2018 World Cup CEO says fan violence concern

Fan violence in Russian football remains ”a concern” but

measures will be introduced including a better ticketing system and

security cameras in stadiums to ensure fans are safe during the

2018 World Cup, the head of the tournament said on Tuesday.

Alexey Sorokin, speaking on the sidelines of a sports conference

in Dubai, said he was ”disappointed” Russia continues to be

associated with football violence and admitted more needed to be

done to stamp out the problem.

The issue was highlighted last month when a match between Dynamo

Moscow and Zenit St. Petersburg was called off after the Dynamo

goalkeeper was injured by a firecracker thrown from the Zenit

stands.

”We don’t doubt that we can bring the security up to the level

where it’s absolutely safe both on the streets and inside the

stadium,” he said. ”We are not concerned that the security system

will be compromised in any way. (Fan violence is) something that is

disappointing, that somehow these things are associated with

football and associated with Russian football. We will take very

serious measures to avoid these things in the future.”

Sorokin also struck out at critics who have suggested that

Russia and 2022 World Cup host Qatar won their bids unfairly. There

have never been direct allegations of wrongdoing by Russia but the

whole World Cup voting process was called into question after two

members of FIFA’s executive committee were suspended following a

British newspaper investigation into vote-trading before the 2018

and 2022 decisions.

”We are clean and we didn’t witness any hints from anyone,

certainly not exco members or those around them, of improper

activities,” Sorokin said.

”There has been a lot of talk mostly about Qatar, regrettably,

but us as well,” he said. ”If anyone had any information, any

proof would be out already. It seems nobody has anything tangible.

Therefore there are only suggestions, insinuations. It has to stop

somewhere. If there is anything, let them show. If there is

nothing, let’s stop the talk about it.”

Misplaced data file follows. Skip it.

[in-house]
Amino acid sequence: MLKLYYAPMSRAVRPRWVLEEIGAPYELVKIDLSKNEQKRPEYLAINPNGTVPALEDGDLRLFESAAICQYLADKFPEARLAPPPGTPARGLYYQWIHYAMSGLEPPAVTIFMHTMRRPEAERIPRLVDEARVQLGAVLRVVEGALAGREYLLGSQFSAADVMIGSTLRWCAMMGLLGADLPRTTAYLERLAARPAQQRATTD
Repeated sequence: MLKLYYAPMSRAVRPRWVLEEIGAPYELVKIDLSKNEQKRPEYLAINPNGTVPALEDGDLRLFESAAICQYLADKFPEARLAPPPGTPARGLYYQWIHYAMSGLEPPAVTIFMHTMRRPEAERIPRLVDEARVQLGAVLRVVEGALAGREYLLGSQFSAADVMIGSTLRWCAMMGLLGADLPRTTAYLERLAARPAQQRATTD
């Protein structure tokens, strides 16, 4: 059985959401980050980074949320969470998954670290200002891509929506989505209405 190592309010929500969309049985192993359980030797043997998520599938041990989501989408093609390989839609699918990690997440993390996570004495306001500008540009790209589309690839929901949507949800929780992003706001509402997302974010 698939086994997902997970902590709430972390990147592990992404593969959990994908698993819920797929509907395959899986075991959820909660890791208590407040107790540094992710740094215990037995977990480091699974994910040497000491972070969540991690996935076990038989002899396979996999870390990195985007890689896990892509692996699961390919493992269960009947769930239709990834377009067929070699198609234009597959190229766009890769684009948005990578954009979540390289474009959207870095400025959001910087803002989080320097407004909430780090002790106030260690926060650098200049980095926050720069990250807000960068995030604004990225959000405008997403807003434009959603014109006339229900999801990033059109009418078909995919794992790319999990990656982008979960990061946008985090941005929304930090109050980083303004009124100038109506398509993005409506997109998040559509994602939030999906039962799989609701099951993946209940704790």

Sorokin said it would have been ”suicide” to denigrate another

bid let alone try to buy off FIFA voters.

”It’s stupid to even imagine that a bid leader or bid could

openly offer money to somebody. It could be suggested by a person

who has no clue about the bidding,” he said. ”You are afraid

about making the wrong move every day in terms of FIFA ethics,

general ethics. You are afraid to compare yourself to another

competitor, say something wrong in the media. To make such a step

that would end your bid would be suicide.”

Asked why some voters may have switched their allegiance from

England to Russia, Sorokin said it came down to a desire to reach

new markets.

”The bid was based on very fundamental principles. These

principles were very convincing for the football community,” he

said. ”First of all, it’s a new frontier for world football. It’s

a new country, new market. This is a country with a lot of wealth

and has every chance of becoming a sort of safe haven for FIFA for

many years with perfect modern venues we are about to build with a

lot of football professionals.”

As for the Russia team, Sorokin expects it will qualify outright

for the tournament even though it has not reached the final since

2002.

”Every Russian fan expects the Russian team to perform. We were

unlucky for South Africa (in 2010), we didn’t make it,” he said.

”We have rethought a lot of things, in terms of preparations for

our team, in terms of approaches of improving the performance of

our team. In Brazil, we hope to be among the leaders in that race

and I would be very surprised if not.”